By Barry Maher
A couple of years ago, I did my De-Stress for Success session for an audience of CEOs at the American Bankers Association’s Seminar for Presidents in Florida. Not surprisingly at that point, the De-Stress session was becoming one of our most requested sessions. And of course bank CEOs were having a particularly stressful time of it, no matter how great a job they may have done running their organizations and avoiding the subprime mess.
After any De-Stress session, at the book signing, I get any number of stress related questions. And this one was no different. But one CEO immediately focused on a copy of my book, No Lie: Truth Is the Ultimate Sales Tool. He started paging through it, seemingly engrossed while I signed books and chatted with others about the particular stresses in their lives.
Then, after the crowd had dispersed, he lowered the book and said, “I’ve got the same stress about the financial crisis that all the others do. But beyond all that, the thing that stresses me out most may be that I’m a numbers guy in a people business. I know that in today’s world, we’ve all got to be able to sell, no matter where we are in the organization. But as the CEO, in many ways I need to be the bank’s salesperson in chief. What suggestions would you offer a non-salesperson for improving their sales skills?”
1. Customers are interested in businesses that are interested in them. The questions you ask can be more powerful than the assertions you make. Good question show concern, uncover hot buttons and involve the customer in the process. 2. Too frequently businesspeople forget that customers don’t care about how great your business is. They care about what your great business can do for them. Concentrate on the What‘s-In-It-For-Them and the What‘s-In-It-For-You will usually take care of itself.3. Never be afraid to sell. Rejection will not kill you. The most successful salespeople are always the salespeople who hear the most NOs. Start collecting your NOs as soon as possible.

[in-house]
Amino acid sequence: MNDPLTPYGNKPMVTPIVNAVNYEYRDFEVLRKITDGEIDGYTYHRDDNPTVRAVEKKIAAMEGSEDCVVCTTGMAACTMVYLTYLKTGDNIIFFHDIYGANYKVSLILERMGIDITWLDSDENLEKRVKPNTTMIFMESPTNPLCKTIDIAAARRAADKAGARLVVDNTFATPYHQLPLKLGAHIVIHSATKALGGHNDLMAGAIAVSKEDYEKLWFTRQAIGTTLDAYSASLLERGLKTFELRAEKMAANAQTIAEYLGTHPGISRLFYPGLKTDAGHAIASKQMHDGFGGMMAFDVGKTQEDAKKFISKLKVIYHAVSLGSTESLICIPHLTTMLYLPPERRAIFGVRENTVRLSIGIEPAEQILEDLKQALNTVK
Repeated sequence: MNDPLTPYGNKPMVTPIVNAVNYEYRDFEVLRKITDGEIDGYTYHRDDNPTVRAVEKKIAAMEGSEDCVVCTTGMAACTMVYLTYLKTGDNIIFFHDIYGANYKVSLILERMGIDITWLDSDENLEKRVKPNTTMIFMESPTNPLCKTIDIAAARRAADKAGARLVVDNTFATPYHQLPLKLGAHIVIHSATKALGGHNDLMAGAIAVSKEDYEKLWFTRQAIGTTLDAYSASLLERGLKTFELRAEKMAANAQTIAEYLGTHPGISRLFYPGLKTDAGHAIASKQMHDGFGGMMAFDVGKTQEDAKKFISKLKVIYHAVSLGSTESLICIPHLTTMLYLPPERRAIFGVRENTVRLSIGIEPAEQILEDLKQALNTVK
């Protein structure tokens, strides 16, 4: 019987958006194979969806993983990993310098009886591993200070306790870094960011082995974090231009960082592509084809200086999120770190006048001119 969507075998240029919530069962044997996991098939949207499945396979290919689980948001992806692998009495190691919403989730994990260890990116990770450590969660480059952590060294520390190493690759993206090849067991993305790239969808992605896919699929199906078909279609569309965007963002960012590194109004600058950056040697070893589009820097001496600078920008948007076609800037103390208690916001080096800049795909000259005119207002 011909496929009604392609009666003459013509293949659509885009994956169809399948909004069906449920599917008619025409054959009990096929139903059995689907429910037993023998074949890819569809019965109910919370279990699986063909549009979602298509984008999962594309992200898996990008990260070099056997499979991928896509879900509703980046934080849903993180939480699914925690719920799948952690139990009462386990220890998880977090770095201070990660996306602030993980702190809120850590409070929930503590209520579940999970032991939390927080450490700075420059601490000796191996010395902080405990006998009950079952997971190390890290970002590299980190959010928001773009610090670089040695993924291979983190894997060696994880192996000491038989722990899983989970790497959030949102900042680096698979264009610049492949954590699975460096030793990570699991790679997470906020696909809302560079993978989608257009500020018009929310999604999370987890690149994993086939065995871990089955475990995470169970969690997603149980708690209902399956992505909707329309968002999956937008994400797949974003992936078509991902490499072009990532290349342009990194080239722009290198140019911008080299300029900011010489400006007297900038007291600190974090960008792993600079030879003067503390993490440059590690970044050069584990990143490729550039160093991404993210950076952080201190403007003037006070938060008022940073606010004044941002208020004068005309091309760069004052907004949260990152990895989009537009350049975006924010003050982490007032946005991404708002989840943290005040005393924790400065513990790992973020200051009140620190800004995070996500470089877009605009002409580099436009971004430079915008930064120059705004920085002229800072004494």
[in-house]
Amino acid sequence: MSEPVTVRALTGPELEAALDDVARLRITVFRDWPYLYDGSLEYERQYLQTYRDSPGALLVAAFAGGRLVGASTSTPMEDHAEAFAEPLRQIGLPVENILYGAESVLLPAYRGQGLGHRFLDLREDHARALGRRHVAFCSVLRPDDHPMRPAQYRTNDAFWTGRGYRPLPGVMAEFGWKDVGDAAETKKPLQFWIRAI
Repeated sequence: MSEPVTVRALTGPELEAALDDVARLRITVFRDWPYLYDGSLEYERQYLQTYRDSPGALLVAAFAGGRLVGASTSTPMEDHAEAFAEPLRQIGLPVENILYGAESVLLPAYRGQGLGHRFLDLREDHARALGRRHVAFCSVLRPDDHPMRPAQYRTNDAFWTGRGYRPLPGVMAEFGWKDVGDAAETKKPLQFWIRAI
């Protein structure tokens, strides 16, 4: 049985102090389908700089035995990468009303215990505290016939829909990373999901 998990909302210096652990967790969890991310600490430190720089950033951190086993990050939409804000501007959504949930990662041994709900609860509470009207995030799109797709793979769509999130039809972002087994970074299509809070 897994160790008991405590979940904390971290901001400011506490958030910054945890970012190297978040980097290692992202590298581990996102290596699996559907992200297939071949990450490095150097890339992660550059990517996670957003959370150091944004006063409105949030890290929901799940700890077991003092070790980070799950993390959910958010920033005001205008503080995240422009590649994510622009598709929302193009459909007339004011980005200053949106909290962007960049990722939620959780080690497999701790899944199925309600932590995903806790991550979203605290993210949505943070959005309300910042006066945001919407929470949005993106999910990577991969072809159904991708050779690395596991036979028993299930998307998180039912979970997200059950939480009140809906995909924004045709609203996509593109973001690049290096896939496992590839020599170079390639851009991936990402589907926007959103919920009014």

4. When you push against people they push back. Great salespeople find ways of moving the customer in the direction they need without pushing against him or her. One of my favorite ways was probably best described by Mary Kay Ash, who said that the secret to her success was that she simply treated everyone as if they had an invisible sign around their necks that said, “Make me feel important.” The brilliant psychologist, William James, insisted that “the greatest need of the human soul is the need to feel important.” Yet as customers how important do most companies make us feel?
5. Enjoy. It’s not only the best stress management tool there is, it’s the best sales tool. Make it fun for yourself and you can make it fun for your customer. Make it fun for your customer and you’re halfway to where you need to go. If you can’t ever have fun doing what you’re doing, find something else to do.
None of that is part of De-Stress for Fun & Profit. None of it is part of any of our leadership sessions or our communication sessions or our management sessions. But maybe it should be.
-March, 2009, Las Vegas, Nevada; Palm Springs, California
When Motivational Speakers Are Less than Sufficient.